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A 51-year-old woman with binocular diplopia and unilateral ptosis
Digital Journal of Ophthalmology 2019
Volume 25, Number 3
August 18, 2019
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Landon J. Rohowetz, BS | University of Missouri – Kansas City School of Medicine, Kansas City, Missouri
Anjulie K. Quick, MD | Department of Ophthalmology, University of Kansas School of Medicine, Prairie Village, Kansas
Diagnosis and Discussion
Central nervous system (CNS) involvement in AML is rare; therefore, AML patients without signs of CNS involvement do not routinely undergo diagnostic evaluation or prophylactic treatment for CNS involvement. The prevalence of CNS involvement in AML, however, is significantly higher at relapse (2.9%) than at initial presentation (0.6%).(4) CNS involvement is also more common in patients with myelomonocytic or monocytic leukemia.(5) The process by which leukemia spreads to the CNS may involve hematogenous spread or direct extension from cranial bone marrow to the dura and/or leptomeninges, termed leptomeningeal lymphomatosis.(6) Tumor cells that reach the CNS before treatment may be protected from stem cell therapy and chemotherapy by the blood-brain-barrier.(7) CNS recurrence is known to occur in hematologic malignancies after successful chemotherapy because of the presence of the blood-brain barrier, which may protect leukemic cells from the cytotoxic effects of treatment.(8)

Involvement of the bone marrow is usually seen in cases of AML CNS relapse, which occurs more often in those who have not undergone allogenic hematopoietic stem cell transplantation.(9) However, even in cases without bone marrow involvement and with prior stem cell transplantation, suspicion for leptomeningeal metastasis must be high in patients with focal neurologic deficits and a history of leukemia or lymphoma. MR imaging should be obtained but may be normal in 29%-88% of patients with leptomeningeal metastasis.(10-12) Thus, CSF sampling should be performed, because it is more sensitive, with a false negative rate as low as 11% (and lower with repeat sampling).(10,13) Current guidelines recommend CSF studies in conjunction with MRI in the initial workup of a patient with suspected leptomeningeal metastasis.(14-16) Once diagnosed, treatment consists of intrathecal chemotherapy with repeat clinical and CSF evaluation after induction therapy.(15)

To our knowledge, this is the first case of AML presenting as an isolated pupil-involving oculomotor nerve palsy due to leptomeningeal metastasis. Similar cases have been reported, but in those cases either the pupil was spared or other cranial nerves were involved in addition to the oculomotor nerve.(17-20) Furthermore, this is the only oculomotor nerve–involving case of AML relapse in which CNS involvement was not apparent on imaging. While similar manifestations of AML relapse have been described, all cases involving the oculomotor nerve presented with imaging findings correlating with clinically observed neurologic deficits.(17-19) Although our patient’s MRI revealed mild proptosis, signs of oculomotor nerve dysfunction as evident on examination were absent on imaging.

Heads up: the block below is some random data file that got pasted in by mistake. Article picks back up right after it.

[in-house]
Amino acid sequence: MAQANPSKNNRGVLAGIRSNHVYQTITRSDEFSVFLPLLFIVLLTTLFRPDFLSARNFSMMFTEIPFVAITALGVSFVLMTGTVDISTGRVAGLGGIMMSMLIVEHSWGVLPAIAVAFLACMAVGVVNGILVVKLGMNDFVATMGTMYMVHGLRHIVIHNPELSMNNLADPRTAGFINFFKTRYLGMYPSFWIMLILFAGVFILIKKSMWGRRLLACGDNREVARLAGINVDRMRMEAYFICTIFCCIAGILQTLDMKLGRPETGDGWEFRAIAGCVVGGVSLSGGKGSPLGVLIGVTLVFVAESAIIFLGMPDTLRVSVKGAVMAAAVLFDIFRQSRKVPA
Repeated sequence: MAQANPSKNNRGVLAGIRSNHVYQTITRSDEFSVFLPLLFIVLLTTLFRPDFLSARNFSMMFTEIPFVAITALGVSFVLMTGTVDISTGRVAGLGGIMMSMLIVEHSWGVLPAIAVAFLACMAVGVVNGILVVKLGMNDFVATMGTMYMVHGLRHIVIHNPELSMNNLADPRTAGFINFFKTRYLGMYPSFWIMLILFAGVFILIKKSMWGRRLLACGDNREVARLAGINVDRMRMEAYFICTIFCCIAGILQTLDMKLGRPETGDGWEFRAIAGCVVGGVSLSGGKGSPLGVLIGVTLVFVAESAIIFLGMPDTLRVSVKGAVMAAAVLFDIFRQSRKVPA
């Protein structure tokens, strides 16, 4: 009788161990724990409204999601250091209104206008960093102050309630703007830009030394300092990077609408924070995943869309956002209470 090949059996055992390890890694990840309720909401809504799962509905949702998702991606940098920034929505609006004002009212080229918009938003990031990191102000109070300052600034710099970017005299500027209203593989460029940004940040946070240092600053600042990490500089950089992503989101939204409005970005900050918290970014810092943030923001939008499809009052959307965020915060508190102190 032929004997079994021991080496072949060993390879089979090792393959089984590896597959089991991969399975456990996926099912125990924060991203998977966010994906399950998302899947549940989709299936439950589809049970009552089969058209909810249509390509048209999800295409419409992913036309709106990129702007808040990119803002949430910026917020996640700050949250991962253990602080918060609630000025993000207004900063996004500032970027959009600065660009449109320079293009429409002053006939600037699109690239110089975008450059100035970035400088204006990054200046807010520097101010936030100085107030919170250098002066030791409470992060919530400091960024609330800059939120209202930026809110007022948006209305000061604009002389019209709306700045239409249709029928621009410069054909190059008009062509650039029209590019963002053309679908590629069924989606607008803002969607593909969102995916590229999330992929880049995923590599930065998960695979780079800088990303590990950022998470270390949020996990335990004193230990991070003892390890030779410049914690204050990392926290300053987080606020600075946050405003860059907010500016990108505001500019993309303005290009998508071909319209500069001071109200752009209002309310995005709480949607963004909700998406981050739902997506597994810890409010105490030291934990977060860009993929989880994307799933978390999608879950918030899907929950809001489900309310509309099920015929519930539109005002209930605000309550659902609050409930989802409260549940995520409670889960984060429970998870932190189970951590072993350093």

A similar case of abducens nerve–involving AML relapse not apparent on imaging was recently described by Fozza et al.(21) That case parallels the present one insofar as it was in a patient in their first AML remission presenting with CNS relapse manifesting as a cranial nerve palsy in the absence of imaging findings that was ultimately diagnosed with CSF evaluation. Our patient had undergone hematopoietic stem cell transplantation, though, whereas the patient reported by Fozza et al had not, making our case somewhat more atypical, because CNS relapse is less common after stem cell transplantation.(9) Moreover, their patient presented with bilateral abducens nerve deficits and systemic symptoms characteristic of intracranial hypertension, including nausea, vomiting, and dizziness. The abducens nerve is particularly susceptible to elevated intracranial pressure, and as such it is possible that generalized intracranial hypertension was the cause of the patient’s deficits rather than localized leptomeningeal invasion, as suspected in our patient, who only presented with an isolated, unilateral oculomotor nerve palsy and fatigue. Both patients illustrate the range of potential presentations and the importance of CSF evaluation in the assessment of a patient with suspected AML CNS relapse.

Literature Search
PubMed was searched on December 9, 2019, without date or language restriction, using the following terms, singly and in combination: acute myeloid leukemia AND leptomeningeal metastasis, oculomotor nerve, oculomotor nerve palsy, relapse, or third nerve palsy; oculomotor nerve OR oculomotor nerve palsy AND cancer, etiology, leukemia, leptomeningeal metastasis, and leptomeningeal lymphomatosis.